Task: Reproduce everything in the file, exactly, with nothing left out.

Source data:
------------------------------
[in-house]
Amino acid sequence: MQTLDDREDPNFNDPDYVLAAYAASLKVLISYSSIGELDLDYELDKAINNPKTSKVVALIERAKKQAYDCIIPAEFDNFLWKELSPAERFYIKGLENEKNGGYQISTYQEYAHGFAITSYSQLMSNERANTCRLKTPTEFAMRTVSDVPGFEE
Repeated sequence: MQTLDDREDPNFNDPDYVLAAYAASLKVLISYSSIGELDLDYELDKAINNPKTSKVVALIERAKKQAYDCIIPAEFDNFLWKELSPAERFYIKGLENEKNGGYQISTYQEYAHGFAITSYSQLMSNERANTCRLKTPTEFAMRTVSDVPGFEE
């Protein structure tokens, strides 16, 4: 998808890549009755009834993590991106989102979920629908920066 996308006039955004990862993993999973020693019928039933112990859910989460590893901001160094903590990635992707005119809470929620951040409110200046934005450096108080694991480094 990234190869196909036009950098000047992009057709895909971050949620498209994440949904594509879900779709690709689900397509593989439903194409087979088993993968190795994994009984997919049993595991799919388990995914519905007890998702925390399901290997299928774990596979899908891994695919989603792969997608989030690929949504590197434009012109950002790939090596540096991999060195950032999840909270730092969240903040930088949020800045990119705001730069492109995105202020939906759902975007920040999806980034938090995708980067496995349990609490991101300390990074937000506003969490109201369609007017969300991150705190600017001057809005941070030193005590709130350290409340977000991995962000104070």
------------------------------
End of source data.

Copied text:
[in-house]
Amino acid sequence: MQTLDDREDPNFNDPDYVLAAYAASLKVLISYSSIGELDLDYELDKAINNPKTSKVVALIERAKKQAYDCIIPAEFDNFLWKELSPAERFYIKGLENEKNGGYQISTYQEYAHGFAITSYSQLMSNERANTCRLKTPTEFAMRTVSDVPGFEE
Repeated sequence: MQTLDDREDPNFNDPDYVLAAYAASLKVLISYSSIGELDLDYELDKAINNPKTSKVVALIERAKKQAYDCIIPAEFDNFLWKELSPAERFYIKGLENEKNGGYQISTYQEYAHGFAITSYSQLMSNERANTCRLKTPTEFAMRTVSDVPGFEE
């Protein structure tokens, strides 16, 4: 998808890549009755009834993590991106989102979920629908920066 996308006039955004990862993993999973020693019928039933112990859910989460590893901001160094903590990635992707005119809470929620951040409110200046934005450096108080694991480094 990234190869196909036009950098000047992009057709895909971050949620498209994440949904594509879900779709690709689900397509593989439903194409087979088993993968190795994994009984997919049993595991799919388990995914519905007890998702925390399901290997299928774990596979899908891994695919989603792969997608989030690929949504590197434009012109950002790939090596540096991999060195950032999840909270730092969240903040930088949020800045990119705001730069492109995105202020939906759902975007920040999806980034938090995708980067496995349990609490991101300390990074937000506003969490109201369609007017969300991150705190600017001057809005941070030193005590709130350290409340977000991995962000104070």